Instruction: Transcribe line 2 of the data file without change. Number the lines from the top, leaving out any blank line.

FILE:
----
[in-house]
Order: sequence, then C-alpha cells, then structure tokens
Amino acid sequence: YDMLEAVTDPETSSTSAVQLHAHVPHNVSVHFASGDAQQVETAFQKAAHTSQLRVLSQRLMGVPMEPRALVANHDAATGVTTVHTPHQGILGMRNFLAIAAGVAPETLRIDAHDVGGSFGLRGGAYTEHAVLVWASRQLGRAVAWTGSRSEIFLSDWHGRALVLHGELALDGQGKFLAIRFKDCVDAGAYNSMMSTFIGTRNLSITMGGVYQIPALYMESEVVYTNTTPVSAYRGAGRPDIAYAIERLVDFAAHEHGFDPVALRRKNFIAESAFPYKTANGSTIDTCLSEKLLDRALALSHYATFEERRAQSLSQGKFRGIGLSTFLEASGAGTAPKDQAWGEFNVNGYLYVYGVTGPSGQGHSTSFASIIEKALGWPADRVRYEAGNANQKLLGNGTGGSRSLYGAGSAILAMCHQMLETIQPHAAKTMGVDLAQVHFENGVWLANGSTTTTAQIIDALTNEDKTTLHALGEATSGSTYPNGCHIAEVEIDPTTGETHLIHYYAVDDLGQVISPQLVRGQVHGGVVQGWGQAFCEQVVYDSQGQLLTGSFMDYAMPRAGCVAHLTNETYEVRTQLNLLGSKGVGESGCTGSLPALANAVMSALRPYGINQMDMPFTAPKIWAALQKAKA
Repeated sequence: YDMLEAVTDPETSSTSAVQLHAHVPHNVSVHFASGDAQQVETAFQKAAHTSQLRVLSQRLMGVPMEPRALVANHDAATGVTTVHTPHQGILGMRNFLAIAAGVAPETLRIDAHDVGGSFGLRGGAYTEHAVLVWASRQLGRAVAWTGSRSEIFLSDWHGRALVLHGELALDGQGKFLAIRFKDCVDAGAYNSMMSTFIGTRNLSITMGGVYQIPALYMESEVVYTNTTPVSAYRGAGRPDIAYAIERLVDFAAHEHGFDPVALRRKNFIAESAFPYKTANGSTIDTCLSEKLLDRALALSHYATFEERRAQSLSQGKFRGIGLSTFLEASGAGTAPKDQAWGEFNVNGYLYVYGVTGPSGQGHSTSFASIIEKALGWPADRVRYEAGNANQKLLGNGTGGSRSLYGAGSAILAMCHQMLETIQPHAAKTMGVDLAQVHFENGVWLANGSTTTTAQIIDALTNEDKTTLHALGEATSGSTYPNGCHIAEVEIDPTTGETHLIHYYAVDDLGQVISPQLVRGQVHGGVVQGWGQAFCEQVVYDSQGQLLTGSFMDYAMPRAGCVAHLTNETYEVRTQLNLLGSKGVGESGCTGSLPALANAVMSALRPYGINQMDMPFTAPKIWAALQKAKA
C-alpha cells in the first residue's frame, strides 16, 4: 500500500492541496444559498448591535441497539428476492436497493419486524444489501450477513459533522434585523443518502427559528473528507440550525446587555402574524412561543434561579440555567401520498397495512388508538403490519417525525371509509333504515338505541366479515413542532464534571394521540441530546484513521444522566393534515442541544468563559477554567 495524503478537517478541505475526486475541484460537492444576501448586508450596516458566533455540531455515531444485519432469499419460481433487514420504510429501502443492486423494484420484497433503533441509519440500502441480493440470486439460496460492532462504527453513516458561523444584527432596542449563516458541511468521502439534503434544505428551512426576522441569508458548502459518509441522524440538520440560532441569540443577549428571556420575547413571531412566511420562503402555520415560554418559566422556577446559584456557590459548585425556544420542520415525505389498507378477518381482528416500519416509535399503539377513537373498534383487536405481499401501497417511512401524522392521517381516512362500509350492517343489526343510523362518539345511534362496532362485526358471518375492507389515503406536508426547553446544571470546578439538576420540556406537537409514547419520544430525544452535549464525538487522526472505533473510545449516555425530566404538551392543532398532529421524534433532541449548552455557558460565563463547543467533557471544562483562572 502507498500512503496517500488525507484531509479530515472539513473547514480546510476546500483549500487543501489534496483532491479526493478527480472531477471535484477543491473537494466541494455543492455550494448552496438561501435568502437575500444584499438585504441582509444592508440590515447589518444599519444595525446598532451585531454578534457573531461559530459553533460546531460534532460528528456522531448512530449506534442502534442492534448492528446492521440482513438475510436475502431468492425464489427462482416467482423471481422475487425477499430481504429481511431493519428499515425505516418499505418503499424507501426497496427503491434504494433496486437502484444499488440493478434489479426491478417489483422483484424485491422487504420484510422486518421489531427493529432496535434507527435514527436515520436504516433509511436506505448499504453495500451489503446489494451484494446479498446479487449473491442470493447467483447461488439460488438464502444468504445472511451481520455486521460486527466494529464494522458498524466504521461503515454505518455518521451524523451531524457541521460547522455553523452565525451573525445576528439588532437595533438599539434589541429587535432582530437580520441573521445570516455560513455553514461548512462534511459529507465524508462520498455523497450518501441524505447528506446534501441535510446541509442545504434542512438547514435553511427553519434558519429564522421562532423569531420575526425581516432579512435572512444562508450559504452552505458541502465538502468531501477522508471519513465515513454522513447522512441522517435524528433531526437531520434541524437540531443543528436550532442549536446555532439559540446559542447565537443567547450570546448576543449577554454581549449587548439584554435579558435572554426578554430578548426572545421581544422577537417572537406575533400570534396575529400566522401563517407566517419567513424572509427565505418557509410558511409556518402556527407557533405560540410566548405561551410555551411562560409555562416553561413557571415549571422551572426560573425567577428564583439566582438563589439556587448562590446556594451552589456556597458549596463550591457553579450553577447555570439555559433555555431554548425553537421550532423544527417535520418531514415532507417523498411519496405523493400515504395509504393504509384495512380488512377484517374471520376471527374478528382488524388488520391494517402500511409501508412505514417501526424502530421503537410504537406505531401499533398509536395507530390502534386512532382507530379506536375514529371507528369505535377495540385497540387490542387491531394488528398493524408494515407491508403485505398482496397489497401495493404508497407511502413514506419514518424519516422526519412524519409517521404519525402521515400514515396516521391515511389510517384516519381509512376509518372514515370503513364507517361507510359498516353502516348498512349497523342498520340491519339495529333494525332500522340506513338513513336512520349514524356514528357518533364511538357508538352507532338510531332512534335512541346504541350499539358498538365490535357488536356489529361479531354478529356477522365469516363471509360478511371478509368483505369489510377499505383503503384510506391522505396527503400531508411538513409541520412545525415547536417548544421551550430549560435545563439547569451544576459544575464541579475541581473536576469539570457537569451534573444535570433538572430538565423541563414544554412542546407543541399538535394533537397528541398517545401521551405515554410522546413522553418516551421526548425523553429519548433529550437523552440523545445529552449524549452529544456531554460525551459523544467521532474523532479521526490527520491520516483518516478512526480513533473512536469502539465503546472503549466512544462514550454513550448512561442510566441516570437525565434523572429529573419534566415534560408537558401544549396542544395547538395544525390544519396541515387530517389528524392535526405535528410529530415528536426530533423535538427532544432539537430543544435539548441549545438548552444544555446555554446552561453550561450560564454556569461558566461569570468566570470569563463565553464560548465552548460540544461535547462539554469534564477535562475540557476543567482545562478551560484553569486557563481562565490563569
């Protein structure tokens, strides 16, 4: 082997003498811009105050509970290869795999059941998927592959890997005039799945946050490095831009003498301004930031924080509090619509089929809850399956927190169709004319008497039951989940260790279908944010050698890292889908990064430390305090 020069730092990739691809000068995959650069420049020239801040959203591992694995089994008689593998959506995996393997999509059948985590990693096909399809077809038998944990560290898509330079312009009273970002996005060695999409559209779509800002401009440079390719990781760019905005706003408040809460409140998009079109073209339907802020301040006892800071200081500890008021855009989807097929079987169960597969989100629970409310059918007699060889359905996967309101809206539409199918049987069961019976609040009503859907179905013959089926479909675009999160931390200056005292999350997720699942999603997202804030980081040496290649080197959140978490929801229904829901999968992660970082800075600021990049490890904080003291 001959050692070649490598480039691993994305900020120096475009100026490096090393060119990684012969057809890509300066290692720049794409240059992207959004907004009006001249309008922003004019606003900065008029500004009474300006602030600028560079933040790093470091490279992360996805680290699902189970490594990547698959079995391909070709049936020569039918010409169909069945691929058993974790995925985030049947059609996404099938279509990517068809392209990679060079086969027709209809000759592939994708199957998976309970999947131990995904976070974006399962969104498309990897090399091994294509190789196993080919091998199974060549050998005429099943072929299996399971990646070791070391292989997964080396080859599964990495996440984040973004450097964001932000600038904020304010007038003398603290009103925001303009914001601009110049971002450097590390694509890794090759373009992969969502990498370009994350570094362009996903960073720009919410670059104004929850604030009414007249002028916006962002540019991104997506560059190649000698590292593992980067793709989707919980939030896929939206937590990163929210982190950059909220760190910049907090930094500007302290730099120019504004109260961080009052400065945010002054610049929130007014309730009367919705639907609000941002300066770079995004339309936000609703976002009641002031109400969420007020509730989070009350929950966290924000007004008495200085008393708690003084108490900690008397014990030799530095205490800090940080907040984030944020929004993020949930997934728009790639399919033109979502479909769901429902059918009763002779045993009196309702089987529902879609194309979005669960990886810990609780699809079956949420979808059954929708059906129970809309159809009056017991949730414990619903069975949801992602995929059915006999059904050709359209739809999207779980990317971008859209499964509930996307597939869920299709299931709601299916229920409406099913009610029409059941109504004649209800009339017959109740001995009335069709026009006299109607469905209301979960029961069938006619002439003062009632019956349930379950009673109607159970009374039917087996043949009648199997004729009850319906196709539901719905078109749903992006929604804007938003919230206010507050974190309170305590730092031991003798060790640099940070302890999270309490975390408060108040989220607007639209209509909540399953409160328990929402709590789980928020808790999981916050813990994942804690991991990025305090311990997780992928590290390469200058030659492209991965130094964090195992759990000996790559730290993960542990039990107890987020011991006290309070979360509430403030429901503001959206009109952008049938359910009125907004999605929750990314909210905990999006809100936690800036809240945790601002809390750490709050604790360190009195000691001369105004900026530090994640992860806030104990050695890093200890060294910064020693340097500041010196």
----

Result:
Order: sequence, then C-alpha cells, then structure tokens